From Rossiiskaya gazeta, May 30, 2022, p. 4. Condensed text:

The years-long history of the American presence in Afghanistan can be boiled down to endless bloodshed. It also destroyed the country’s statehood and the distinctive character of the peoples inhabiting it. The US used Afghanistan to perfect the methods it still uses around the world, including in Ukraine.

That is what Russian Security Council Secretary Nikolai Patrushev told his counterparts from India, Iran, China, Kazakhstan, Kyrgyzstan, Uzbekistan and Tajikistan during the fourth Regional Security Dialogue on Afghanistan in Dushanbe. Patrushev was referring to [the US] pandering to radicals, extremists and terrorists, as well as using local armed groups to mercilessly suppress dissenters.

“It is no accident that there are increasingly loud calls in the West to turn Ukraine into a so-called European Afghanistan in order to inflict maximum harm on Russia. Of course, our country will not allow such a scenario to be implemented,” Patrushev said.

According to him, even after their shameful flight from Afghanistan [see Vol. 73, No. 33‑34, pp. 3‑7], the US, Great Britain and their allies continue to have a destructive influence on the situation in the country. They have unlawfully frozen Afghan assets instead of putting them toward humanitarian needs under UN oversight. Washington’s decision to reserve half of those assets to pay out damages in lawsuits filed by relatives of the victims of the September 11 terrorist attacks, to which the Afghan people have no connection at all, comes off as shameless, said the Russian Security Council secretary.

In general, Patrushev says, the US and its vassals are double-dealing in Afghanistan. If their bet on the anti-Taliban forces does not play out, Washington and London may attempt to transform the Taliban (a terrorist organization banned in Russia) into a tool of its policy in Central and South Asia.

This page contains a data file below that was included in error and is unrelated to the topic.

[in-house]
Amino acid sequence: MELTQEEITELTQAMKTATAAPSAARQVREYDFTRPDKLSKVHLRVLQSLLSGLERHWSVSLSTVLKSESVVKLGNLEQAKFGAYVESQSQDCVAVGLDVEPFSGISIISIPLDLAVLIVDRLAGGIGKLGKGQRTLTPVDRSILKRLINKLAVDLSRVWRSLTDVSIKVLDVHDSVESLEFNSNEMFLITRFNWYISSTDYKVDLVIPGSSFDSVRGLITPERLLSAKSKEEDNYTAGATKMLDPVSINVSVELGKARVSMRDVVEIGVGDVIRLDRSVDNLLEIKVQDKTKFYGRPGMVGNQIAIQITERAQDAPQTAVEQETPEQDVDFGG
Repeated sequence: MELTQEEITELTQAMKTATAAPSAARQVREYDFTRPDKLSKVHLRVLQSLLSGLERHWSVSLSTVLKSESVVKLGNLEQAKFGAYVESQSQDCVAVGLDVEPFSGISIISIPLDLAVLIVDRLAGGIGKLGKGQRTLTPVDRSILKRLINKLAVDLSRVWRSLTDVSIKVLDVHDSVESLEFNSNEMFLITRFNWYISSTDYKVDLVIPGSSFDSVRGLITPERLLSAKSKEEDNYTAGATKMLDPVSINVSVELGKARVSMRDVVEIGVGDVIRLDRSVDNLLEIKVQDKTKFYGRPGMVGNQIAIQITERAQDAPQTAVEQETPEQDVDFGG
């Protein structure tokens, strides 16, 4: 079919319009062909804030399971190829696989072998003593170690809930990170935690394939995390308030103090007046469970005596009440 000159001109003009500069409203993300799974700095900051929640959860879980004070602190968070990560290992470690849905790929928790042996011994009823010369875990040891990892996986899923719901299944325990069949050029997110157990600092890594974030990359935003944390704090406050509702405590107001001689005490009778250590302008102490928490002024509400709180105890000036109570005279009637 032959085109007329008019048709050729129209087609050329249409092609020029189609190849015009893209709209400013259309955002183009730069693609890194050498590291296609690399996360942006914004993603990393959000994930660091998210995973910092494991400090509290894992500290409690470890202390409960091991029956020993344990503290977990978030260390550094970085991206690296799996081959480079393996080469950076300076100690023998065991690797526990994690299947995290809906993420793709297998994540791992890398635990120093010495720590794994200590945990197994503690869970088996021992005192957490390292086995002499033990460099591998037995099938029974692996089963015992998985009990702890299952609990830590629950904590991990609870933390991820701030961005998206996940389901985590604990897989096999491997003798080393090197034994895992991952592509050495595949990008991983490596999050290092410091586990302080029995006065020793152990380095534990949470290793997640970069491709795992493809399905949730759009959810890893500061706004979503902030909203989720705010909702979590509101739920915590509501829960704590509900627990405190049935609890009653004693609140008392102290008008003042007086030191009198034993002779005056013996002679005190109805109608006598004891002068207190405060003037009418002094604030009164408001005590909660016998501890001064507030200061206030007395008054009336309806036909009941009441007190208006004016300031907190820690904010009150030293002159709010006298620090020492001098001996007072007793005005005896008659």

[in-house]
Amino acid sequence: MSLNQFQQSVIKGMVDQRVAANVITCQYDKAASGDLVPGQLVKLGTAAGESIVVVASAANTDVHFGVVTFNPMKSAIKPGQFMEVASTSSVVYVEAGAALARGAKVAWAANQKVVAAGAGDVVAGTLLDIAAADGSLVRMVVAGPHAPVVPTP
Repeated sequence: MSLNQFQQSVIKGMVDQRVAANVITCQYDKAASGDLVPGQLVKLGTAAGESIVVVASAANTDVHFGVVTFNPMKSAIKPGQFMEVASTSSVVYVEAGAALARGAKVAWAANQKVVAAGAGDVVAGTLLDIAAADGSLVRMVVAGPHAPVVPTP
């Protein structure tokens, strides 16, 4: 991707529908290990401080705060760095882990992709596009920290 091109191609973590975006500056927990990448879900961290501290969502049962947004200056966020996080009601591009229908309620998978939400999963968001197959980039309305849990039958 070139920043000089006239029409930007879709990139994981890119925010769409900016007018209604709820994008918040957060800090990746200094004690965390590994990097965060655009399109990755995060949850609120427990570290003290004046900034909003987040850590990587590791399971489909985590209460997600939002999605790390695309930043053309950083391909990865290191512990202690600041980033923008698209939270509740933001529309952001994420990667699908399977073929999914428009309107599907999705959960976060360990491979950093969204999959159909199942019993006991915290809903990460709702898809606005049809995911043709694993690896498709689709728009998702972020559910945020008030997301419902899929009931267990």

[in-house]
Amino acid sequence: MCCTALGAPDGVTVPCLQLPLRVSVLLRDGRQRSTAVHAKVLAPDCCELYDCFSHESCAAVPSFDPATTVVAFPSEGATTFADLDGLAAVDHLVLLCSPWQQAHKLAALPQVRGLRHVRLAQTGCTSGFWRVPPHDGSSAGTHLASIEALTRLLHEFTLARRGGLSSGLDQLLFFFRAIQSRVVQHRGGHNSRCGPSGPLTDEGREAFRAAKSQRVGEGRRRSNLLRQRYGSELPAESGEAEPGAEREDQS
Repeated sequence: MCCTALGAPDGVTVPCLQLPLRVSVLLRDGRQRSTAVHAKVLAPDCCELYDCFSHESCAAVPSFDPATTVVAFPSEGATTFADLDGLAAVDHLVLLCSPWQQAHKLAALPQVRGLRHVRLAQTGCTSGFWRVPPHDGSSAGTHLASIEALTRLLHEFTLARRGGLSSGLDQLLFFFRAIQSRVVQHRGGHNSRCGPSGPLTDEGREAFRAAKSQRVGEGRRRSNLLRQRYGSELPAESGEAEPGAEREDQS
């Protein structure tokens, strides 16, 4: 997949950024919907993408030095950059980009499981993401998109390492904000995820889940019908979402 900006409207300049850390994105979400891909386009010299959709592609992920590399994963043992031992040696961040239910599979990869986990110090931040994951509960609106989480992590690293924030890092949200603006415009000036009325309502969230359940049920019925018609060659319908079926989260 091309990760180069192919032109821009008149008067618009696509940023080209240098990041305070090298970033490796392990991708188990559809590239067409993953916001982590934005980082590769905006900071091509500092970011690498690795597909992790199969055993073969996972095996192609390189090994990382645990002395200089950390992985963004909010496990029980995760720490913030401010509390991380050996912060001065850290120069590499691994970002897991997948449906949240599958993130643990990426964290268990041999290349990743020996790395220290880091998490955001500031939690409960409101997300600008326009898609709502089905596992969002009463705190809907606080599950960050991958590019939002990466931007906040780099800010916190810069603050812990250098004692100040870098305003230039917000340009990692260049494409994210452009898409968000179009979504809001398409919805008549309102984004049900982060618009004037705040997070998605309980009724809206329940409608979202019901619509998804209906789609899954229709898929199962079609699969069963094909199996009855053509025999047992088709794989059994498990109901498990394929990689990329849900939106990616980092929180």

[Patrushev] also did not rule out that the Westerners might return to their idea of creating a new independent Pamiri state in northeastern Afghanistan and adjacent territories. They would thereby create additional conditions for exporting instability from Afghanistan.

Patrushev thinks that after everything the West has done on Afghan soil, it simply has no right to continue playing its geopolitical games there. At the same time, since they inflicted the most harm on Afghanistan, the US and its allies should bear the cost of rebuilding it.

“We act on the assumption that the UN must be the main coordinator in resolving the entire host of problems relating to the postconflict restoration of Afghanistan,” the Security Council secretary concluded.

Over the course of the two days of meetings and consultations in Dushanbe, in addition to Afghan issues, Nikolai Patrushev had face-to-face discussions with his counterparts on security issues and Western sanctions, and spoke about Russia’s special military operation [in Ukraine; see Vol. 74, No. 8, pp. 9‑13 – Trans.]. This RG staff writer was the only Russian journalist who was able to attend the open portion of the bilateral meetings.

“Nikolai Platonovich [Patrushev], I flew here specifically to meet with you,” Ali Shamkhani, Secretary of the Supreme National Security Council of Iran, said immediately upon entering the meeting hall. In response, Patrushev, who was also visibly pleased to have another meeting with Shamkhani, pointed out that Iran and Russia are both countries that have faced unprecedented sanctions from the US and the Western world and are capable of adequately standing up to them. After that, he spoke about the causes and progress of the special military operation, and the threats emanating from the Kiev regime, which is directly supported by NATO.

“We were forced to launch the special operation,” the Russian Security Council secretary said.

In turn, Shamkhani said that some countries are using the Ukrainian crisis for their own ends and want to divert Russia’s attention from other regions, particularly Central Asia, the Caucasus and Syria. In addition, according to Ali Shamkhani, sanctions against Russia will not be lifted even after the operation concludes, which is why it is necessary to unite and resist US pressure together. . . .